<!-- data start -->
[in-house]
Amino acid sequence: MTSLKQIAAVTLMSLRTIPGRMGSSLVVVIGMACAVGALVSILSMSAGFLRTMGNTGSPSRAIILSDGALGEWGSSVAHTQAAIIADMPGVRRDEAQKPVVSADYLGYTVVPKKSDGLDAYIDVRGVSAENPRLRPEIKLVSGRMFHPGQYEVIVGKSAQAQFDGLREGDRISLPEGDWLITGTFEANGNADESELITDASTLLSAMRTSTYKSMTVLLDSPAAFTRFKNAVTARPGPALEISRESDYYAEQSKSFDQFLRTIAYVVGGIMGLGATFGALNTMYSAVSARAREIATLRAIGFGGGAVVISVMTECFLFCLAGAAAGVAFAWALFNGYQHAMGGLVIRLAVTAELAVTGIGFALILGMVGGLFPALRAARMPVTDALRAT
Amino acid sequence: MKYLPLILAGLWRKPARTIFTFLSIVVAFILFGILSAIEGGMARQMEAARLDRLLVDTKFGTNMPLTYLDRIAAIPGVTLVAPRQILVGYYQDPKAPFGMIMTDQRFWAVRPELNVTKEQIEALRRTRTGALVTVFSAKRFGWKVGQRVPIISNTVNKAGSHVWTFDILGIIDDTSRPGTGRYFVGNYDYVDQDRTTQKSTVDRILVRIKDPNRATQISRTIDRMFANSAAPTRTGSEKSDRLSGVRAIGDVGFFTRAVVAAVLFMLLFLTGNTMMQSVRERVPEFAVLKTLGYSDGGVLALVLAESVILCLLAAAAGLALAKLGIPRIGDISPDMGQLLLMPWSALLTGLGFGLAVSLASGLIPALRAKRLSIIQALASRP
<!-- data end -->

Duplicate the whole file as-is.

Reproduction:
[in-house]
Amino acid sequence: MTSLKQIAAVTLMSLRTIPGRMGSSLVVVIGMACAVGALVSILSMSAGFLRTMGNTGSPSRAIILSDGALGEWGSSVAHTQAAIIADMPGVRRDEAQKPVVSADYLGYTVVPKKSDGLDAYIDVRGVSAENPRLRPEIKLVSGRMFHPGQYEVIVGKSAQAQFDGLREGDRISLPEGDWLITGTFEANGNADESELITDASTLLSAMRTSTYKSMTVLLDSPAAFTRFKNAVTARPGPALEISRESDYYAEQSKSFDQFLRTIAYVVGGIMGLGATFGALNTMYSAVSARAREIATLRAIGFGGGAVVISVMTECFLFCLAGAAAGVAFAWALFNGYQHAMGGLVIRLAVTAELAVTGIGFALILGMVGGLFPALRAARMPVTDALRAT
Amino acid sequence: MKYLPLILAGLWRKPARTIFTFLSIVVAFILFGILSAIEGGMARQMEAARLDRLLVDTKFGTNMPLTYLDRIAAIPGVTLVAPRQILVGYYQDPKAPFGMIMTDQRFWAVRPELNVTKEQIEALRRTRTGALVTVFSAKRFGWKVGQRVPIISNTVNKAGSHVWTFDILGIIDDTSRPGTGRYFVGNYDYVDQDRTTQKSTVDRILVRIKDPNRATQISRTIDRMFANSAAPTRTGSEKSDRLSGVRAIGDVGFFTRAVVAAVLFMLLFLTGNTMMQSVRERVPEFAVLKTLGYSDGGVLALVLAESVILCLLAAAAGLALAKLGIPRIGDISPDMGQLLLMPWSALLTGLGFGLAVSLASGLIPALRAKRLSIIQALASRP